I have lost people I love to suicide. I have been on the ledge that leads to suicide in my own life. Depression lies. Life can and does get better, and I am thankful to still be here enjoying my grandchildren, the sunshine, and all that life brings.
I have the work of two authors to share with you today.
The first is Sylvia Plath who lived from 1932 to 1963. She took her life at the age of thirty. Her novel The Bell Jar was published 1963 only a month before she ended her life. This fictional story is semi-autobiographical and tells the story of a young woman dealing with debilitating depression. In Sylvia's time, treatment for depression was still in the dark ages. Treatment for depression and mental illnesses has improved. We still have a long way to go for society to accept these illness and to stop telling those of us who suffer with them to "Snap out of it" or "Just appreciate what you have" or "Be happy."
We have come a long way, but we still have a long way to go. We need insurance companies to treat mental illness as a real illness and provide better coverage for it.
Sylvia Plath wrote a collection of poems during the months before she took her life in a collection called: Ariel. The reader can feel her despair in this collection. This is not an uplifting collection of poetry, but it is well written and deep.
The next author I want to tell you about is one who is very dear to me. She is my own sweet niece:, Faith Owen. She started writing her poetry as a young teen, and self published a book of poems in 2013 called Finding Faith. Her poems tell the story of childhood, of dealing with depression and the fight to not let it take over her life, and how it is a continual struggle for many. In her poems, you see hope, faith, despair, and healing. The poems were written from 2009 to 2013.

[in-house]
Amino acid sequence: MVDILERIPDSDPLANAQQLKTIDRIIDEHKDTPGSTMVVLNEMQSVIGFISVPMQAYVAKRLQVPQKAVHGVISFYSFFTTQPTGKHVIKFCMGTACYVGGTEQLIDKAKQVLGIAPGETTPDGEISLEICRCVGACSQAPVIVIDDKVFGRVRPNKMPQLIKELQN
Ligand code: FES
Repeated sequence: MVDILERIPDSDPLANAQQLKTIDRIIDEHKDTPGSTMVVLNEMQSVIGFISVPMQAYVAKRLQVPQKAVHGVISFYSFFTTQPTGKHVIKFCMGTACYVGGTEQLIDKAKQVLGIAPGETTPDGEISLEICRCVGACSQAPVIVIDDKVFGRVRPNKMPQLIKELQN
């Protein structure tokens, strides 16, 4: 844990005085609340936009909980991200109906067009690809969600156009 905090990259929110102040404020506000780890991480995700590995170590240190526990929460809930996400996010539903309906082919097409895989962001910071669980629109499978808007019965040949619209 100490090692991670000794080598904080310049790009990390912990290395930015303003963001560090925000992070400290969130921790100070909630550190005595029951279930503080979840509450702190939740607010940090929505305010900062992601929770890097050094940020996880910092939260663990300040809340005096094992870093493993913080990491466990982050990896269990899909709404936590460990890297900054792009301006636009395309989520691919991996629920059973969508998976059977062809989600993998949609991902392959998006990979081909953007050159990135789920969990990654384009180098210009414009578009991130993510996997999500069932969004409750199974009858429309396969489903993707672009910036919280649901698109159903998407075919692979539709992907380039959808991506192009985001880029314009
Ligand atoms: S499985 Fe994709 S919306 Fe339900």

In her poem "Weird", she writes:
"I am the kind of blue that people run fromthunder cloud angry grey
not the summer sky
sleep under the clouds
I love you
but the scarred electricity
the stinging painful rain
the kind of blue that makes one head for cover" (22). She is a wordsmith.
In her poem "Friendship" she details how we outgrow friendships, and I love the end of this poem:
"I didn't grow as fast
And when our friendship was stale
Like an old piece of bread
It was fresh as peach
We grew at different speeds
But now I realize
We grew out of each other
And our friendship
is too small
To fit us anymore" (25 - 26).
In her acknowledgement section she writes:
"For those who are hurting, sad, or grieving, you can do it. Life's a mess but there's a reason to it. There are people willing to help if you only look for them. I have faith in you. Here's an important thing to think about, poetry is like a mirror not a brick wall. When you read it, you should see yourself in it. I hope you do that with my poetry. It has the scent of my story in it, but there's no reason why you shouldn't find colors of your own within my words" (100).
She shares more of her poetry on her blog at: Faith's blog
She is wise beyond her years. It took tenacity for her to fight the dragon of depression and come out the other side, a winner, an author. Her story continues, and she will fight the dragon from time to time. I hope she knows that she is loved and that her many gifts including her gift of words is appreciated.